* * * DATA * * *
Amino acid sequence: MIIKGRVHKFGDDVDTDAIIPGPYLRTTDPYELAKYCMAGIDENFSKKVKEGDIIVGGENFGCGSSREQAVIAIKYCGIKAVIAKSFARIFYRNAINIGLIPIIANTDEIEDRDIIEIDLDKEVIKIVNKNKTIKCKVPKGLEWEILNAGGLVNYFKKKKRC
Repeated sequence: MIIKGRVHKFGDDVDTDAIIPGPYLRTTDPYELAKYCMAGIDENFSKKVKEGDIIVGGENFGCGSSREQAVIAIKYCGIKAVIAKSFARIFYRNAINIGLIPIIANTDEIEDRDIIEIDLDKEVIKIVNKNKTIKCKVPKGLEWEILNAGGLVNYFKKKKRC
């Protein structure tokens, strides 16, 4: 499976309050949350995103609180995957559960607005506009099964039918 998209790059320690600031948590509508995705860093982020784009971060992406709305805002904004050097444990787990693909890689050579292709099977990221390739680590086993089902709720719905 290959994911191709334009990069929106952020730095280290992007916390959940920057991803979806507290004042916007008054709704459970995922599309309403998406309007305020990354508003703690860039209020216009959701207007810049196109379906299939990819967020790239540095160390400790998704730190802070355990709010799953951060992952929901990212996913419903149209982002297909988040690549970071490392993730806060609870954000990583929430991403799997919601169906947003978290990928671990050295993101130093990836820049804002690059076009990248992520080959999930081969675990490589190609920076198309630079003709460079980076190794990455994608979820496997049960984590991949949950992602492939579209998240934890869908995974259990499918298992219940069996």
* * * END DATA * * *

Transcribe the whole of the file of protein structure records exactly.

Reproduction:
Amino acid sequence: MIIKGRVHKFGDDVDTDAIIPGPYLRTTDPYELAKYCMAGIDENFSKKVKEGDIIVGGENFGCGSSREQAVIAIKYCGIKAVIAKSFARIFYRNAINIGLIPIIANTDEIEDRDIIEIDLDKEVIKIVNKNKTIKCKVPKGLEWEILNAGGLVNYFKKKKRC
Repeated sequence: MIIKGRVHKFGDDVDTDAIIPGPYLRTTDPYELAKYCMAGIDENFSKKVKEGDIIVGGENFGCGSSREQAVIAIKYCGIKAVIAKSFARIFYRNAINIGLIPIIANTDEIEDRDIIEIDLDKEVIKIVNKNKTIKCKVPKGLEWEILNAGGLVNYFKKKKRC
């Protein structure tokens, strides 16, 4: 499976309050949350995103609180995957559960607005506009099964039918 998209790059320690600031948590509508995705860093982020784009971060992406709305805002904004050097444990787990693909890689050579292709099977990221390739680590086993089902709720719905 290959994911191709334009990069929106952020730095280290992007916390959940920057991803979806507290004042916007008054709704459970995922599309309403998406309007305020990354508003703690860039209020216009959701207007810049196109379906299939990819967020790239540095160390400790998704730190802070355990709010799953951060992952929901990212996913419903149209982002297909988040690549970071490392993730806060609870954000990583929430991403799997919601169906947003978290990928671990050295993101130093990836820049804002690059076009990248992520080959999930081969675990490589190609920076198309630079003709460079980076190794990455994608979820496997049960984590991949949950992602492939579209998240934890869908995974259990499918298992219940069996």